Metaphors went on in the afternoon, too. “Think about Netflix. Everybody is binge watching on Netflix right now, so what you are doing as a smart organiser is you are delivering according to the desires and consumers’ behaviours of your attendees,” said Dahlia El Gazzar, founder of Dahlia Plus. El Gazzar was invited by James Morgan of the University of Westminster to talk about the future of big events given the current circumstances, alongside Wee Min Ong from Conventions & Exhibitions Marina Bay Sands Pte Ltd and Colja Dams of VOK DAMS Events. The industry panellists discussed the economic feasibility of events “to binge watch”. “COVID-19 has turned everything upside down and pushed technology up to the front,” said Min Ong. “At the end of the day, hybrid events need to provide ROI (return on investment) and this is where the money is,” added Dams. They also recapped the conversation later, with questions from journalists and more metaphors: this time, Dams compared hybrid events to the online chat website Chatroulette where “you interact with people in real life and in a digital Tinder-like situation at the same time”.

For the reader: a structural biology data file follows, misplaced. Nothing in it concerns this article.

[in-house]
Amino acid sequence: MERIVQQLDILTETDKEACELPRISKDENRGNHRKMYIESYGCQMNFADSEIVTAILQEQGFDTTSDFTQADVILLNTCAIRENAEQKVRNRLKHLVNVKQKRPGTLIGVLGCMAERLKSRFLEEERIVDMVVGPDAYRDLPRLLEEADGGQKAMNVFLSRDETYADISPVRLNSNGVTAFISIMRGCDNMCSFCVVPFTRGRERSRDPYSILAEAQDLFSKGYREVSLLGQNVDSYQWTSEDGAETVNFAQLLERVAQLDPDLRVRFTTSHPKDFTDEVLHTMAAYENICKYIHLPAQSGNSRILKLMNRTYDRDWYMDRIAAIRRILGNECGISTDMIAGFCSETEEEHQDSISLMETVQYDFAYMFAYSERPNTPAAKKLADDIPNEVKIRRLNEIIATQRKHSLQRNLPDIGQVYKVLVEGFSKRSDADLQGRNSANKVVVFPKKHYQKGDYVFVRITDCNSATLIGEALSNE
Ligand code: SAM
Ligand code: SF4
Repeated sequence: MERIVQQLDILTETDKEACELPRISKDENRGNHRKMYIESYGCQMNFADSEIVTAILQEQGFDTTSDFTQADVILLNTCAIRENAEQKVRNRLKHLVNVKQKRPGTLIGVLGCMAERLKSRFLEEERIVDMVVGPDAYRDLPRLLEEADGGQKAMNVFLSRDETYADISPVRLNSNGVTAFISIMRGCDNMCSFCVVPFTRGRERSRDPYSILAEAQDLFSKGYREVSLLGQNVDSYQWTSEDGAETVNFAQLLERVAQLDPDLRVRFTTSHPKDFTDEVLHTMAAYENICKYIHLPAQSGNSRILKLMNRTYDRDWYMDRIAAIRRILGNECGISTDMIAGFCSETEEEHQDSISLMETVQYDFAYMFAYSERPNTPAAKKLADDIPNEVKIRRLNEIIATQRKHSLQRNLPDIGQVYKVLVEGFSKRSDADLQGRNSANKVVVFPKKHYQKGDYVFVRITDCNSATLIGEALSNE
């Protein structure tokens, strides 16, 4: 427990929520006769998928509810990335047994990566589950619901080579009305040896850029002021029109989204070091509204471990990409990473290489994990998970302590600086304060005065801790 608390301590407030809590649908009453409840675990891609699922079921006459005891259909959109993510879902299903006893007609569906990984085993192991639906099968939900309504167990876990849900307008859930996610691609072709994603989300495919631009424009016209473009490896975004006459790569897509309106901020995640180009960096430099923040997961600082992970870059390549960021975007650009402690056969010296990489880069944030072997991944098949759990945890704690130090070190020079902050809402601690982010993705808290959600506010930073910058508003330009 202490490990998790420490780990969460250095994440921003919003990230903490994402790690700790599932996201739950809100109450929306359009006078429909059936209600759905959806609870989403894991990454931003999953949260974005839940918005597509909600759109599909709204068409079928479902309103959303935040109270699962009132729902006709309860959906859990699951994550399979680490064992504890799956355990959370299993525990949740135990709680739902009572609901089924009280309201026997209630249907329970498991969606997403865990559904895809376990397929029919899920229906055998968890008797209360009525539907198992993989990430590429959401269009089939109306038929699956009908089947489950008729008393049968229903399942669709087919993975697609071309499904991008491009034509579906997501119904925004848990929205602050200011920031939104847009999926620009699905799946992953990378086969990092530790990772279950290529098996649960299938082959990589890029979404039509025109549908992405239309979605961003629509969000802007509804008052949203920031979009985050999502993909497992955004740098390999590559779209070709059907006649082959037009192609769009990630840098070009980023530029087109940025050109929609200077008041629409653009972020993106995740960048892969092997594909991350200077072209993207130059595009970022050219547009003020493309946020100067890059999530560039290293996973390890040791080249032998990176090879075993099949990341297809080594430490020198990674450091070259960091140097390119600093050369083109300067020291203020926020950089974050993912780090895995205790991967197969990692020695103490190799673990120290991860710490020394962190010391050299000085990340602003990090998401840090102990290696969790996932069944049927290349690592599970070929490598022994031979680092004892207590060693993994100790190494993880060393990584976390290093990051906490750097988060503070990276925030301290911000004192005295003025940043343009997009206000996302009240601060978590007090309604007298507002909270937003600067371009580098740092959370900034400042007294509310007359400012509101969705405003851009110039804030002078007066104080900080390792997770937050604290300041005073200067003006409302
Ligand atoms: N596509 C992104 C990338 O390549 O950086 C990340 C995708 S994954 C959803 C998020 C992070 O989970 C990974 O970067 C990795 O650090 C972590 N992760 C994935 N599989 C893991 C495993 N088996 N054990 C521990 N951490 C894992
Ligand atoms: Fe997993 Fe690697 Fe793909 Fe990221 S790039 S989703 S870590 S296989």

The second afternoon presentation was all about the symbol of speed for excellence: Formula One. Mark Gallagher, from Performance Insights, gave us a glance of big events’ future. Gallagher has been working in senior leadership roles within motor racing over the last 30 years, side by side with Ayrton Senna, Michael Schumacher, Jenson Button, David Coulthard, Mika Hakkinen and Jacques Villeneuve. At AIPC, he presented Formula One’s loìnger terms plan and initiatives designed to cope with COVID-19. “We are now forced to renovate our business,” he said. “We rely more than ever on a connected environment.”

It was then the turn of Isabel Bardinet, from the European Society of Cardiology (ESC), who, in a session titled The future of big events, suggested us to replace the expression "virtual congress" with "digital congress".